"So you agree with the policy of overthrowing a democracy and installing a king to fight communism? On the -assumption- that the democratically elected leader was fond of a communist leader?"

Not so much to fight communism, but to stop Soviet expansion, yes. Of course I don't know what the consequences of a warm water port for Stalin would have been, or how many more people would have been killed world wide if he did, but I'm sure you don't either.

You can tell me it had nothing to do with the Soviets all you want, but knowing what was going on in the world at that time, I find that hard to believe.

You can "find it hard to believe", but look at the information found by the Church Commitee.

It does seem thier efforts to manipulate the U.S. population's opinion of the action worked on you though:

++++ "In 1953, the CIA worked with the United Kingdom to overthrow the democratically-elected government of Iran lead by Prime Minister Mohammad Mossadegh who had attempted to nationalize Iran's oil, threatening the interests of the Anglo-Iranian Oil Company. Declassified CIA documents show that Britain was fearful of Iran's plans to nationalize its oil industry and pressed the U.S. to mount a joint operation to remove the prime minister.[3] In 1951 the Iranian parliament voted to nationalize the oil fields of the country.

[nationalize means that foriegn countries no longer own mineral rights]

...

" The U.K. and U.S. boycott and other political pressures by both governments, together with a massive covert propaganda campaign in the months leading up to the coup created the environment necessary for success. The CIA hoped to plant articles in American newspapers saying that Shah Mohammed Reza Pahlevi's return to govern Iran resulted from a homegrown revolt against a Communist-leaning government. This attempt to manipulate the U.S. media largely failed, although the CIA successfully used its contacts at the Associated Press to put on the news wire a statement from Tehran about royal decrees that the C.I.A. itself had written.[3] The CIA hired Iranian assets who posed as Communists, harassed religious leaders and staged the bombing of one cleric's home to turn the Islamic religious community against the government.[3] See false flag operation. "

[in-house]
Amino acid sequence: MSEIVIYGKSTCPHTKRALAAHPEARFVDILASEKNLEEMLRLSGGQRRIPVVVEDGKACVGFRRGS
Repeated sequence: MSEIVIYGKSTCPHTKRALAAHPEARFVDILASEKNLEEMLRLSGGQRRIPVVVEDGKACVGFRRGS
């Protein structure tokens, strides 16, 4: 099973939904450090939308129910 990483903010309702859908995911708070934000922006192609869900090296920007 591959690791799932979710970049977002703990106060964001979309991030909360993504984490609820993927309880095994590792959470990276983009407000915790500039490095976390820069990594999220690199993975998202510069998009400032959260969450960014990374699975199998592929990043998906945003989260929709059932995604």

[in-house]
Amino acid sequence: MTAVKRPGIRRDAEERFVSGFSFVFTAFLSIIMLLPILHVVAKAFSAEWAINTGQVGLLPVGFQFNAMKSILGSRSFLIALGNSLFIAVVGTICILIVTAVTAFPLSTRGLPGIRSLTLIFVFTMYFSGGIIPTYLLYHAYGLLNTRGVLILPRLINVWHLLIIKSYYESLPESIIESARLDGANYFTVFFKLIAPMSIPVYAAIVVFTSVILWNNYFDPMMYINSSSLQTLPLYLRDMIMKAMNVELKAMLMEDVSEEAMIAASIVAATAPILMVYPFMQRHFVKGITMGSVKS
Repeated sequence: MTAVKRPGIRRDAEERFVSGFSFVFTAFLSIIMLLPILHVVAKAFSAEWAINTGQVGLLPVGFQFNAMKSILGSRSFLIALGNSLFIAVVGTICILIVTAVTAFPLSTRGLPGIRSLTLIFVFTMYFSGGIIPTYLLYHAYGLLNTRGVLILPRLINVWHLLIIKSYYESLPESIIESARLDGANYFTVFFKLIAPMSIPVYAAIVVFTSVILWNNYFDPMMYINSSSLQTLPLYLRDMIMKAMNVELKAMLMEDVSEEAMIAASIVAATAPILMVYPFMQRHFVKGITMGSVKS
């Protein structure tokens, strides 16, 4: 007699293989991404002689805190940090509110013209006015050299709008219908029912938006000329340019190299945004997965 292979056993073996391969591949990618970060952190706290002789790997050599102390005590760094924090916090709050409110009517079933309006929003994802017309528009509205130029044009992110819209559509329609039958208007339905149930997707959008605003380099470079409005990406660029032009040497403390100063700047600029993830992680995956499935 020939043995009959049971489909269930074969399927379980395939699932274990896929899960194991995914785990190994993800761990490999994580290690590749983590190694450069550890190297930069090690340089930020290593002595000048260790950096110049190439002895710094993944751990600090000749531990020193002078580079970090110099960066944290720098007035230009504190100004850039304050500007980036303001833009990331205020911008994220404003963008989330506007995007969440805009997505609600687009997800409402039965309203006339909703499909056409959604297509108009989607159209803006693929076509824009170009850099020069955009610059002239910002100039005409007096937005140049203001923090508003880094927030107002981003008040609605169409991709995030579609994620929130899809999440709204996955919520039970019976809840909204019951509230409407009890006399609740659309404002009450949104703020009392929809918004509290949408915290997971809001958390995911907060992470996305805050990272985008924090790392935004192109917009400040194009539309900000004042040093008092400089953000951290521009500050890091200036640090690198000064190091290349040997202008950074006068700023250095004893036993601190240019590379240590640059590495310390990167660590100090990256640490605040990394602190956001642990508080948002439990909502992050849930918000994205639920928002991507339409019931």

But yeah, there was a 'concern' about the growing Communist party there. So I'll give ya that. 1953. Hell actors were blacklisted as 'card carrying' members. Remember?

I am with Patton though, with a war looming vs the USSR, we should have taken the war to them right after WWII in a hot war. We wouldn't have beaten them, but we would have beaten them out of Europe.

Cheers and thanks for your excellent posts!

Syngas: I know this book has been mentioned quite a bit over the last little while, but if you want an analysis of CIA backed overthrows of democratically elected leaders for american friendly dictators (pinochet, etc.) You really should read the first 100 or so pages of "the Shock Doctrine" by Naomi Klein.

Hell, Chilean nationals under Pinochet came into america, Killed Orlando Letelier who spoke out against Pinochet and milton friedman in a 1976 The Nation article, and was killed in a car bomb a week later. The CIA knew of the forged passports the Assasins used at the time.

Also, for an inside look at Iran and the collapse due to CIA influence can be seen in a graphic Novel-turned movie "Persepolis." It's the story of a girl being raised in Iran, mostly true (as far as I know).